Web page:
SoFi Stadium | SME Steel: Reaching Superior Heights in Safety
by Patricia Johnson, Vice President, Marketing
SME Steel is one of the largest fabricators/erectors of structural steel in the United States with over 400,000 square feet of fabrication facilities located in West Jordan, Utah, and Pocatello, Idaho, producing approximately 20,000 shop hours per week. Their shops utilize the most up-to-date, sophisticated equipment available in the industry. Supporting the structural fabrication shops are two miscellaneous steel facilities located in Phoenix and Las Vegas. This unique combination of products and services allows SME to provide the capacity to fabricate and ship in excess of 2,000 tons of structural steel per week working normal hours.
SME Steel maintains its own erection crews and on average has over 350 ironworkers on projects at any given time to ensure shipping, sequencing and fabrication are all in line with the requirements of the erection crews. Safety is a critical focus in all aspects of SME operations. SME works as an integral team member to facilitate budget management and design assistance in addition to offering value engineering to clients as part of the service package.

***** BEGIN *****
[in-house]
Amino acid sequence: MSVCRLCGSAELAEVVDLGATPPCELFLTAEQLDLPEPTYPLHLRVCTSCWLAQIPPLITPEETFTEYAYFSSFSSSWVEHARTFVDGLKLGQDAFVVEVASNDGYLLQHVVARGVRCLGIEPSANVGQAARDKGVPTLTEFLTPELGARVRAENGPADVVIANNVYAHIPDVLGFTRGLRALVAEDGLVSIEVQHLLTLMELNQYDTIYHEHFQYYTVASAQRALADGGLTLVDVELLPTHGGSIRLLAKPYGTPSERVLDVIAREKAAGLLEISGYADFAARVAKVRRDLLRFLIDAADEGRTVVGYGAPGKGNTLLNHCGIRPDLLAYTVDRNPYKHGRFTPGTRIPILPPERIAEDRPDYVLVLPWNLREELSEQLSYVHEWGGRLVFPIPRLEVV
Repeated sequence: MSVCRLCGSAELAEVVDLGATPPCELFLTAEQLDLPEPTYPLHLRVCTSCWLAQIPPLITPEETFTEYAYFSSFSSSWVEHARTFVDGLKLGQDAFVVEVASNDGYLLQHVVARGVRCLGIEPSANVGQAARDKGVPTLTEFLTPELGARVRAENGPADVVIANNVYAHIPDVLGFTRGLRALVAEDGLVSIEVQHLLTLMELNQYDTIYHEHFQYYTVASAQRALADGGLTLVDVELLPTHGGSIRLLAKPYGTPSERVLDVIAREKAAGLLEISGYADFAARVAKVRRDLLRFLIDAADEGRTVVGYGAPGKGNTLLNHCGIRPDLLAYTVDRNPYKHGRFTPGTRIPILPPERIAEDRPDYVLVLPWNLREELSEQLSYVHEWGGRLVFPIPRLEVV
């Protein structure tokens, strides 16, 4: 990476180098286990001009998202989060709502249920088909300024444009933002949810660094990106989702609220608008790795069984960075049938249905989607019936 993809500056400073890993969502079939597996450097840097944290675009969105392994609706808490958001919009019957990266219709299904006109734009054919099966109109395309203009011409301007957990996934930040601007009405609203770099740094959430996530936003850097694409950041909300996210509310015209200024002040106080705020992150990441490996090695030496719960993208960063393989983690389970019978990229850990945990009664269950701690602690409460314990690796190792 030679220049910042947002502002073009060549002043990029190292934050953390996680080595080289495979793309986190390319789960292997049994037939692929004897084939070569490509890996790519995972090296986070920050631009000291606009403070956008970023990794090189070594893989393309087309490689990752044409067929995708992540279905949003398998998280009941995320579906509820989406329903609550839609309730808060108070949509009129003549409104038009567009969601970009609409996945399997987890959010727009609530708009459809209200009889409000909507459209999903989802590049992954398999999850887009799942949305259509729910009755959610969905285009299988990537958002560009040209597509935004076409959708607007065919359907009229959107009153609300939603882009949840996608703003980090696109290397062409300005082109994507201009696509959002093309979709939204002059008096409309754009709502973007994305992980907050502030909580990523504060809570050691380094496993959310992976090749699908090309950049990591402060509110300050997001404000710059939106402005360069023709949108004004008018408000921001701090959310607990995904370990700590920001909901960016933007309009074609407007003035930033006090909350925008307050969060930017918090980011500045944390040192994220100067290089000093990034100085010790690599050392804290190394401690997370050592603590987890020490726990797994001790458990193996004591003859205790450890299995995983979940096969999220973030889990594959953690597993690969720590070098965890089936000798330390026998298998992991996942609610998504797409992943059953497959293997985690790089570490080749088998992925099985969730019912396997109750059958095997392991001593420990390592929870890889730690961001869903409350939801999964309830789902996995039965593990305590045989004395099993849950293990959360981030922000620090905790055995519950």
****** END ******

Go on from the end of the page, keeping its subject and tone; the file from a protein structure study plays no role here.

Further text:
Los Angeles Stadium and Entertainment District
“Long before the first pick of the first column, daily constructability and logistics meetings occurred weekly with SME Steel and Southwest Steel, the entire construction team and the design team. The meetings would last 8-10 hours each day going over every aspect of the job with the end goal of not only successfully building the job, but also building it safely.”